September 11, 2008
Marshall County Humane Society News
Festival winners announced
The Hummingbird Festival at Strawberry Plains was, as always, a treat for the Humane Society.
We got to see all the festival activities, meet people from all over the place and make a little money at our booth too. We had a raffle and the winners were as follows: Charlene Gregorich from Byram, MS, who won the basket of dog products which she’ll need to help care for the weinmerainer she rescued after Katrina; Heather Cable from Olive Branch who won the cat products basket which will probably come in handy in her work with a DeSoto County animal rescue group; and Jessi Novay from Mt. Pleasant who won the pet tote.
Just because the Hummingbird Festival is over doesn’t mean you should take down your feeders. They are needed now most of all. The festival signals the beginning of the hummingbird migration south for the winter. Over the next few weeks countless more of the little guys will be coming through on their long and arduous trek, part of it over the Gulf of Mexico where there’s no food or rest till they're back on land. Let’s make sure their little bellies are full and give them the best possible chance to come back next year.
For an appointment at the Humane Society sponsored, low-cost Spay/Neuter Clinic, call 662-252-6196. For information about adoptions, fostering or anything else about our Humane Society call 662-564-2900.
Correspondence and donations should be sent to the Marshall County Humane Society, P.O. Box 625, Holly Springs, MS 38635.
Pages from the Past
10 Years Ago - September 10, 1998
Movie to shoot here seeking extras for July 4th scene
“Roads and Bridges,” a movie which will film its final footage in Holly Springs, has another casting call for extras. The filming will require some families and couples for a scene which will have extras at a Fourth of July picnic watching the sky for fireworks, which will not actually be going off. The fireworks footage has already been shot. Refreshments will be served to those taking part in the scene.
City’s growth allows proposal of increased funds without a tax hike
Economic growth over the last year will provide members of the Board of Supervisors, facing an election year in 1999, an opportunity to increase budgets of county departments, without increasing taxes, according to Chancery Clerk Johnny Taylor.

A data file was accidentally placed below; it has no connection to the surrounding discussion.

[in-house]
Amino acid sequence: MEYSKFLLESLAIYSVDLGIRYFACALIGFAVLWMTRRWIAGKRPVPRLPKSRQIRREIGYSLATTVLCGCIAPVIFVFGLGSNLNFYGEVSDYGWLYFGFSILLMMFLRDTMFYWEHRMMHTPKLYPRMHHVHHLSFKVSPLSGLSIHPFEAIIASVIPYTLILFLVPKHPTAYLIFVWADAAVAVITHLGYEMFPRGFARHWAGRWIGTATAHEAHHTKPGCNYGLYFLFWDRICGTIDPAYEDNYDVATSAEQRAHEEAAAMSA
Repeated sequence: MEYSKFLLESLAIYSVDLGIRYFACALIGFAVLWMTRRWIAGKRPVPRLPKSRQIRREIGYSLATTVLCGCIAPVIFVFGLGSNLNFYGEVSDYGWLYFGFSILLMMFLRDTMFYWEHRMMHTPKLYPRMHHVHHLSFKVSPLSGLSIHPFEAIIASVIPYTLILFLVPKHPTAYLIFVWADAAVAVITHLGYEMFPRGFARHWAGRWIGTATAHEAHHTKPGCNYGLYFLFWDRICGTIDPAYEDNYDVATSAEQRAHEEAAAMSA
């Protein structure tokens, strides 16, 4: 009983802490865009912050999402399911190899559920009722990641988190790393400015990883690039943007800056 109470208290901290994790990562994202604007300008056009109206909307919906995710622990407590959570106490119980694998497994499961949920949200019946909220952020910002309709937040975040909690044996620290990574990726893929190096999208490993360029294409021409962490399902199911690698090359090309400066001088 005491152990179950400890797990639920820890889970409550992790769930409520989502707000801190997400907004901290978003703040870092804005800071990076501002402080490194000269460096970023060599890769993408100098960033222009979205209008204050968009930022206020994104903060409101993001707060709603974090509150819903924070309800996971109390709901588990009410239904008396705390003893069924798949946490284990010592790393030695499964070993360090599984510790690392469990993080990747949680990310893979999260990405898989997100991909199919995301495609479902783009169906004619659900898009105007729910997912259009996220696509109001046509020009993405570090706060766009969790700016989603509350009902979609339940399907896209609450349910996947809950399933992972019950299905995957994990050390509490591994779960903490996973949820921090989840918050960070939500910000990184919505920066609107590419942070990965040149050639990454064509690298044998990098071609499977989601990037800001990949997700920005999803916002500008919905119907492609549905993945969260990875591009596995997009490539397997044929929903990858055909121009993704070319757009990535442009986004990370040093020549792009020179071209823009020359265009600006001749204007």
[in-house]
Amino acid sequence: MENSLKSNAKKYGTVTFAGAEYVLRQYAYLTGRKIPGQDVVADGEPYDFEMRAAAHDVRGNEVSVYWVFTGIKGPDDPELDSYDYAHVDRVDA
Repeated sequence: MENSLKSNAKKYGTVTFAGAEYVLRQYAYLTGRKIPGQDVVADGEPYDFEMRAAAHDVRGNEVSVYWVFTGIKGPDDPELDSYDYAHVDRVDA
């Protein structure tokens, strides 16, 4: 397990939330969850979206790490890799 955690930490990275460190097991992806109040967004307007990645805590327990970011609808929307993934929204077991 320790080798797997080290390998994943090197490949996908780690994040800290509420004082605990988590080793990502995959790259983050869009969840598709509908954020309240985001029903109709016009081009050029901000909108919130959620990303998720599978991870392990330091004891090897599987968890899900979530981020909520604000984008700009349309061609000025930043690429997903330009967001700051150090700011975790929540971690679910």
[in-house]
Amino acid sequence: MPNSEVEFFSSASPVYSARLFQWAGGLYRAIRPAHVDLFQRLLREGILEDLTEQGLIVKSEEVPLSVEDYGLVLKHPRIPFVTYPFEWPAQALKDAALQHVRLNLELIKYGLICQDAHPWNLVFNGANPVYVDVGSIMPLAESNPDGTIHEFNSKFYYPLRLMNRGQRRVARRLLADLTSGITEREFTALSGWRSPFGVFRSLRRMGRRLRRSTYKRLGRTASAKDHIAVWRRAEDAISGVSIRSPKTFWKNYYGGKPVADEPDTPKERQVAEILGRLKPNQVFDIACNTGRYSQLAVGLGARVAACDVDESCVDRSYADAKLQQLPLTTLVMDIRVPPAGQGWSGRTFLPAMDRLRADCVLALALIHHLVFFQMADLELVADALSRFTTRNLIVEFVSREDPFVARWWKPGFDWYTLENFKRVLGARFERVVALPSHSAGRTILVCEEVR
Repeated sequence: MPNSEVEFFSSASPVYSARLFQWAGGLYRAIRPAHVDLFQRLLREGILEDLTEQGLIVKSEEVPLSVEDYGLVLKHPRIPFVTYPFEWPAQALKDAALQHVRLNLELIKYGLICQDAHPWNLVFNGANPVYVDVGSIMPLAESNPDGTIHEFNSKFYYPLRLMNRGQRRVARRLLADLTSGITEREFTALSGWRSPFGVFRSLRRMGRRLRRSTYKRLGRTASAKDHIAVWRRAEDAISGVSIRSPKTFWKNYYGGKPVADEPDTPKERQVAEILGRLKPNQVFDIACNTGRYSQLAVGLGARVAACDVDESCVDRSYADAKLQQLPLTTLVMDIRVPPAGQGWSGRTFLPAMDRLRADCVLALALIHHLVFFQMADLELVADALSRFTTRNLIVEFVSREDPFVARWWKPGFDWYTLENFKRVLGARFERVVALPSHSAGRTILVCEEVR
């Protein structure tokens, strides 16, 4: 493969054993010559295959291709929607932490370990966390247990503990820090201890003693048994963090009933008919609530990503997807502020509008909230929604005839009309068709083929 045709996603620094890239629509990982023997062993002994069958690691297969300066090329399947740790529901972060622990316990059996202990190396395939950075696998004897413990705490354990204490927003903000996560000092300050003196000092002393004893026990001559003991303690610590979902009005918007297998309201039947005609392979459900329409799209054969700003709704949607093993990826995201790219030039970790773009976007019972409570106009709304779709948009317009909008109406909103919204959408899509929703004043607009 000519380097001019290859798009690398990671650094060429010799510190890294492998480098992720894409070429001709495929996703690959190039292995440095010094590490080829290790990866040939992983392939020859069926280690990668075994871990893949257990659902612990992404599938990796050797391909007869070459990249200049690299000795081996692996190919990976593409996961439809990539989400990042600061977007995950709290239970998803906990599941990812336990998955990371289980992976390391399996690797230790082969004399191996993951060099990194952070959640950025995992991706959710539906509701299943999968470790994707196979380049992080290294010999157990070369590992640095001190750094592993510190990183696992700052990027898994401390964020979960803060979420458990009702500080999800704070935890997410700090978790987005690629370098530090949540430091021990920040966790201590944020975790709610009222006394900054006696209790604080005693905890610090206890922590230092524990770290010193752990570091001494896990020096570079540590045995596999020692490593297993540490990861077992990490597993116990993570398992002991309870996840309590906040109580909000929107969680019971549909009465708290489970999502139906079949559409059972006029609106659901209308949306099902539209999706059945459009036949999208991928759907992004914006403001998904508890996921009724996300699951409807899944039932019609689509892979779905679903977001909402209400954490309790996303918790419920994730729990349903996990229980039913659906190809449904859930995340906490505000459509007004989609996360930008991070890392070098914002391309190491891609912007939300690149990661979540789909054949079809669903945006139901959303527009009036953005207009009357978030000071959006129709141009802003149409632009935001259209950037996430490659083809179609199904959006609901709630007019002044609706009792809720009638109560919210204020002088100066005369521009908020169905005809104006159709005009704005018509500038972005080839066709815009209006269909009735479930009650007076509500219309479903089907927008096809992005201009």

County schools better
The Marshall County School District is starting off the year on a positive note by meeting the first three standards for accreditation. Besides meeting requirements, county test results were higher than last year.
25 Years Ago - September 15, 1983
On Aug. 26, Bill Roberts and Bill Ballard, both of the U.S. Postal Service, presented Jessie E. Janes with a plaque and a gold wallet plate, signifying that Mr. Janes had driven a million miles of accident free service. Mr. Janes has 36 years of service with the Postal Service. Mr. Janes’ award is one of only three of four such awards presented a year.
National Merit semifinalist
Pam Kloha, daughter of Mr. and Mrs. John Kloha, has been named a National Merit semifinalist. Pam was one of 15,000 men and women who have qualified to compete for about 5,300 Merit scholarships. Pam is a senior at Marshall Academy.
November ballot lists new names
Even after two elections this summer, the November ballot for Marshall County is still a crowded one. Forty-three people will be vying for 21 offices.
50 Years Ago - September 11, 1958
Miss America 1959
The South Reporter takes pride in announcing to its readers Miss America of 1959. She is the lovely Mary Ann Mobley of Brandon and is the first Mississippi girl to capture this award. She is a senior at the University of Mississippi, an active member of the youth of the Methodist Church and the pride of the Magnolia State!
City pays tribute to 49 years of loyal and devoted service
It seems that proper tribute is not always paid for unselfish service, but the town of Holly Springs will humbly acknowledge its debt to Nat Brooks, Negro, on the night of September 12. When the high school football team was organized in 1910, Nat was made trainer. Except for time out to participate in World War I, he has served in that capacity since then, without pay. He has entered on his 49th year as “boss” of the Holly High Tigers. He doesn’t know how old he is, but Harris Gholson, local banker, says he knows they are the same age, 70, as they hunted rabbits together as boys. A “chain of faith” made of dollar bills, will be presented to Nat at Landreth’s Cafe on the Square.
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